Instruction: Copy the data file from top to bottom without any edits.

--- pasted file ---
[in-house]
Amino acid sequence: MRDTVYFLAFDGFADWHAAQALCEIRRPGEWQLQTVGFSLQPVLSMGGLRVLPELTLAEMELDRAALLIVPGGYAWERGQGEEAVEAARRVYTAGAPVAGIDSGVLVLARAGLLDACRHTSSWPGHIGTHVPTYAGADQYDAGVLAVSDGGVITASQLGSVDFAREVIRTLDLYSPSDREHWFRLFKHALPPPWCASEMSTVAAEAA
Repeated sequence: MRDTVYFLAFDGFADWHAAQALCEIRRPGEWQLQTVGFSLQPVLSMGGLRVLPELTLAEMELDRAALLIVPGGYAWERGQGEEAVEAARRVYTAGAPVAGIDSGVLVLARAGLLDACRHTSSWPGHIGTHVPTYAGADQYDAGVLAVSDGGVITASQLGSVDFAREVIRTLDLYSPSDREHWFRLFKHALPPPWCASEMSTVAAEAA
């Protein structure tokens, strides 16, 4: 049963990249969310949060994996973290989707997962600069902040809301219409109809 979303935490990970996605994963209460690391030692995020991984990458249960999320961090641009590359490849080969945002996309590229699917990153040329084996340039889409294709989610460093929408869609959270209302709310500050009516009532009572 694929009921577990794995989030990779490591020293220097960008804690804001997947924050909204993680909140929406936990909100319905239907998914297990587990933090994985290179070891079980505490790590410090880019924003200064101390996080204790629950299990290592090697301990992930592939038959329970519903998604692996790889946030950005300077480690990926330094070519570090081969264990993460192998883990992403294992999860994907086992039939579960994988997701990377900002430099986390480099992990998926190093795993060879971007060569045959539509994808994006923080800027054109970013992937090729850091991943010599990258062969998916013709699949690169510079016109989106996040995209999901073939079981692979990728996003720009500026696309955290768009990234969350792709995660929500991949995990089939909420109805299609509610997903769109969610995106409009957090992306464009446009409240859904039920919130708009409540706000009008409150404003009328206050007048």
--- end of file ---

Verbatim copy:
[in-house]
Amino acid sequence: MRDTVYFLAFDGFADWHAAQALCEIRRPGEWQLQTVGFSLQPVLSMGGLRVLPELTLAEMELDRAALLIVPGGYAWERGQGEEAVEAARRVYTAGAPVAGIDSGVLVLARAGLLDACRHTSSWPGHIGTHVPTYAGADQYDAGVLAVSDGGVITASQLGSVDFAREVIRTLDLYSPSDREHWFRLFKHALPPPWCASEMSTVAAEAA
Repeated sequence: MRDTVYFLAFDGFADWHAAQALCEIRRPGEWQLQTVGFSLQPVLSMGGLRVLPELTLAEMELDRAALLIVPGGYAWERGQGEEAVEAARRVYTAGAPVAGIDSGVLVLARAGLLDACRHTSSWPGHIGTHVPTYAGADQYDAGVLAVSDGGVITASQLGSVDFAREVIRTLDLYSPSDREHWFRLFKHALPPPWCASEMSTVAAEAA
């Protein structure tokens, strides 16, 4: 049963990249969310949060994996973290989707997962600069902040809301219409109809 979303935490990970996605994963209460690391030692995020991984990458249960999320961090641009590359490849080969945002996309590229699917990153040329084996340039889409294709989610460093929408869609959270209302709310500050009516009532009572 694929009921577990794995989030990779490591020293220097960008804690804001997947924050909204993680909140929406936990909100319905239907998914297990587990933090994985290179070891079980505490790590410090880019924003200064101390996080204790629950299990290592090697301990992930592939038959329970519903998604692996790889946030950005300077480690990926330094070519570090081969264990993460192998883990992403294992999860994907086992039939579960994988997701990377900002430099986390480099992990998926190093795993060879971007060569045959539509994808994006923080800027054109970013992937090729850091991943010599990258062969998916013709699949690169510079016109989106996040995209999901073939079981692979990728996003720009500026696309955290768009990234969350792709995660929500991949995990089939909420109805299609509610997903769109969610995106409009957090992306464009446009409240859904039920919130708009409540706000009008409150404003009328206050007048």